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“Sky Fighters, April 1934″ by Eugene M. Frandzen

Link - Posted by David on February 8, 2016 @ 6:00 am in

Eugene M. Frandzen painted the covers of Sky Fighters from its first issue in 1932 until he moved on from the pulps in 1939. At this point in the run, the covers were about the planes featured on the cover more than the story depicted. On the April 1934 cover, Frandzen featured the Nieuport 17 and the giant Gotha bomber!

ON THE COVER this month th_SF_3404you will find two ships as radically different in design as you could wish for. The fleet little scrapper, the Nieuport 17 and the cumbersome engine of destruction, the Gotha bomber. The Nieuport was one of the most effective scouts that the French turned out. Owing to its high speed and maneuverability it was very popular with the French flyers. It was really a parasol in that the lower wing was so small that its chief function was to give girder strength to the upper wing. The Nieuports of this type were commonly called “one-and-a-half-planes.”

The big Gotha smacking the ground was just the last word in bombers as far as Germany was concerned. She built some bigger ones and stuck more engines on them than this 77 ft. twin-engined job, but in the case of the larger bombers they had plenty of trouble lifting them off the ground.

Slip back a few hours and take off with this broken Gotha as it leaves its home drome with a half a ton of bombs snuggled against its belly. With its two 160 horse power Mercedes churning the two pusher props more than four tons of ship and load are eased into the air. Two other giant bombers follow. The field is circled twice and then the three ships with their motors blasting orange streaks of flame from six exhaust stacks point their noses westward, toward the English Channel. The vibrating motors are laboring like mogul locomotives pulling a heavy train over a steep mountain grade—they are climbing. At last they reach twelve thousand feet, level off and throttle down to about sixty-five miles per hour. It is a clear night with high clouds scudding just below. Finally the nose of the leading Gotha is pointed downward. The other two follow. They slip down through the clouds. The Channel is below, now it has been passed. Again the bombers level off, wing slightly to the left. Scattered houses, the outskirts of London are below. Now the dwellings are bunched together. The gunner in the front pit has his eye glued to a Georz bomb-dropper’s sight. The pilot is watching his galvanometer, his left hand is on his bomb releases. Government buildings are now below at an angle of about twelve degrees.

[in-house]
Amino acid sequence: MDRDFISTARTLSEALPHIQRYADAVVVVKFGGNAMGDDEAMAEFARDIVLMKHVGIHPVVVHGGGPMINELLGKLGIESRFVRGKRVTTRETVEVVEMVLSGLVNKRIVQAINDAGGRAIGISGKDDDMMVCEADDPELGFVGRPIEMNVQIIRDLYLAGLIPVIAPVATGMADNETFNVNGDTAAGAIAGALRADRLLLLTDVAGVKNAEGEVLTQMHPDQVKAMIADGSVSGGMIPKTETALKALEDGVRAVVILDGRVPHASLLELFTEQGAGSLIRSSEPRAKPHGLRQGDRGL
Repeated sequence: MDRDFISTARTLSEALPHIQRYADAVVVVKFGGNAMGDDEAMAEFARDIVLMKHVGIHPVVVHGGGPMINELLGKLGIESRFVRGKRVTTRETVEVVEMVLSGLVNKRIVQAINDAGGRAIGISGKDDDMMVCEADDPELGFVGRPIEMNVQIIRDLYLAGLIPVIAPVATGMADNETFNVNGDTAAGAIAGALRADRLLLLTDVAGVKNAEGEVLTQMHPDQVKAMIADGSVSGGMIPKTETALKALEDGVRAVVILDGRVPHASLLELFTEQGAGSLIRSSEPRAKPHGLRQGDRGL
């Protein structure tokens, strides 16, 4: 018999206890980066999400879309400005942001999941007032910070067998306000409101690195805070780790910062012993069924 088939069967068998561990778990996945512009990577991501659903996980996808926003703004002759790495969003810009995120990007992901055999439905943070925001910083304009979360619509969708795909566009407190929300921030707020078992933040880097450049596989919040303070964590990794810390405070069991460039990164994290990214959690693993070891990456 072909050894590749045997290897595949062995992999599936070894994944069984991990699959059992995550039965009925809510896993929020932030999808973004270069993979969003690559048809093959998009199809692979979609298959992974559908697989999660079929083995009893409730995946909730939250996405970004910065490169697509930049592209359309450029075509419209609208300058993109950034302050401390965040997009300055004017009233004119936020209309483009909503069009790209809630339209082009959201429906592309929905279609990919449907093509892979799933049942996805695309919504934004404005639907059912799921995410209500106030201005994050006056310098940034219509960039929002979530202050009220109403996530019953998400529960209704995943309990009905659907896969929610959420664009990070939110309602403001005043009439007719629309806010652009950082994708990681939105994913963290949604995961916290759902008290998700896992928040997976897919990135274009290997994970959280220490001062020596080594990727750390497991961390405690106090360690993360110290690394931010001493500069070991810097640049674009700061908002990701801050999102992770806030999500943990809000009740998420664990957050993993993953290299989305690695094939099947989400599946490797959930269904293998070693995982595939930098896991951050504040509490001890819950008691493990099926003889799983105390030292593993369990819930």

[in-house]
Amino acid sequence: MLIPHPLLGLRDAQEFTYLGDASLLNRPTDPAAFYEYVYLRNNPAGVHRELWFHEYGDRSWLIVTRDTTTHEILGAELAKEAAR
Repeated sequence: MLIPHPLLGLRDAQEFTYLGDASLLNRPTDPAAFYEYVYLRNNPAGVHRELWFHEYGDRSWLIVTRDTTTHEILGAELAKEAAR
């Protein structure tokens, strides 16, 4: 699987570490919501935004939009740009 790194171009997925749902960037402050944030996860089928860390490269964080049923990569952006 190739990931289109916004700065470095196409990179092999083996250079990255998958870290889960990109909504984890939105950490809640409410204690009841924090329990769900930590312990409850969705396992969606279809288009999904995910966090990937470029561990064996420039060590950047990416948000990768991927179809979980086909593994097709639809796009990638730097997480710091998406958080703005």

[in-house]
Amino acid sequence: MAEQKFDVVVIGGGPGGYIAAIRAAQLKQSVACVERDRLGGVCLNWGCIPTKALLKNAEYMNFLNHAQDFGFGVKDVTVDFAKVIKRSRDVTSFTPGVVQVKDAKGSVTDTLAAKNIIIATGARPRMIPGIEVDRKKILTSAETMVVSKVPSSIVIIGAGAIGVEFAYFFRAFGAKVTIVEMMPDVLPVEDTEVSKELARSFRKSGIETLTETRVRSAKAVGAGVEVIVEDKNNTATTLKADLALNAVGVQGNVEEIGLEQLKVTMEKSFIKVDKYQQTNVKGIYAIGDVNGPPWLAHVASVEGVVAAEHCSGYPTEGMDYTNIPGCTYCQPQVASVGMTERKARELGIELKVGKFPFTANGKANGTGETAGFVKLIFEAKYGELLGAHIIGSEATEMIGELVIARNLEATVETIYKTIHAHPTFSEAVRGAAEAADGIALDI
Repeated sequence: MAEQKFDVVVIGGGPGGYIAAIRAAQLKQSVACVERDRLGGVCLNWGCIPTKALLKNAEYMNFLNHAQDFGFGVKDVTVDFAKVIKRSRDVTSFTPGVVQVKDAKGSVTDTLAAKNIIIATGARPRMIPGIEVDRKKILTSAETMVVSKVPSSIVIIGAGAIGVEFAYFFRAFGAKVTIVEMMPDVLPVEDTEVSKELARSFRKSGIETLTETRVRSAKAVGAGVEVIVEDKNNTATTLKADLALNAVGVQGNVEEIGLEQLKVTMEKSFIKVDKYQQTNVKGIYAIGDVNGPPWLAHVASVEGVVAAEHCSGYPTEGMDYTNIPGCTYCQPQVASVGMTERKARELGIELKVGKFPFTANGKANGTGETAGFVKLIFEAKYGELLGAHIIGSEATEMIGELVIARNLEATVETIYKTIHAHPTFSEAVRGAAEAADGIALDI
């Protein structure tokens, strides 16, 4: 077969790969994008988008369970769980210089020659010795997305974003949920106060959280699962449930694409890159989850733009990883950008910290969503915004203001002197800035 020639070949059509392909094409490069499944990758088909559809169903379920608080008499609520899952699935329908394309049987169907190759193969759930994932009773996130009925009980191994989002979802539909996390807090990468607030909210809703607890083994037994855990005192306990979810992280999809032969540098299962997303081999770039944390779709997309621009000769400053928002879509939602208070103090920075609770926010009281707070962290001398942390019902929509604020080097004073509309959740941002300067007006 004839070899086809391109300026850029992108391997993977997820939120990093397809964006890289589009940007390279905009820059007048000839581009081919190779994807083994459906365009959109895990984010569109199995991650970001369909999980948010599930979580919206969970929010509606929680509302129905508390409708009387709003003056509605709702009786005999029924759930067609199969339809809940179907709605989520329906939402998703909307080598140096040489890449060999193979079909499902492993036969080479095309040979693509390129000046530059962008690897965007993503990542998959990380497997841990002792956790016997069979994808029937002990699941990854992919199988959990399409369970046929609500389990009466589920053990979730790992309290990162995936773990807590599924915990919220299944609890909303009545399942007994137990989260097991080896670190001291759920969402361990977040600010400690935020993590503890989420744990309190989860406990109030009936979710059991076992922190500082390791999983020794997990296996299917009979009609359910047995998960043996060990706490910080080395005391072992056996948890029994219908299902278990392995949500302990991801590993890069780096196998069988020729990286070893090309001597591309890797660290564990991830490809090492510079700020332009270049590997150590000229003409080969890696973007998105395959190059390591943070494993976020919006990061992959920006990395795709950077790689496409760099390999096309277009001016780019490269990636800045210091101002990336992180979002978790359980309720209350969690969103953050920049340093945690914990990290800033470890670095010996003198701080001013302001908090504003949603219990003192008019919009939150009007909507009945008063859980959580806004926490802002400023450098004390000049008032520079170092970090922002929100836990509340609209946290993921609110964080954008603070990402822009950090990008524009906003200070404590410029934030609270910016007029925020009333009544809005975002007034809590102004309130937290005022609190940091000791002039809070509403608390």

Two giant bombs drop flatly from beneath the Gotha, lazily point their noses downward, then gathering momentum they go streaking down at their target. Buildings rock, flames spurt from shattered windows. Sirens from tops of buildings wail their eerie warnings through the chill before dawn air. AIR RAID. Again the bombs go racing toward the sleeping city. A ton and a half of high explosive has been released.

The British home defense planes are in the air, sweeping up to engage the giant destroyers, but already those dark shapes have slunk off into the blackness and are well out over the Channel.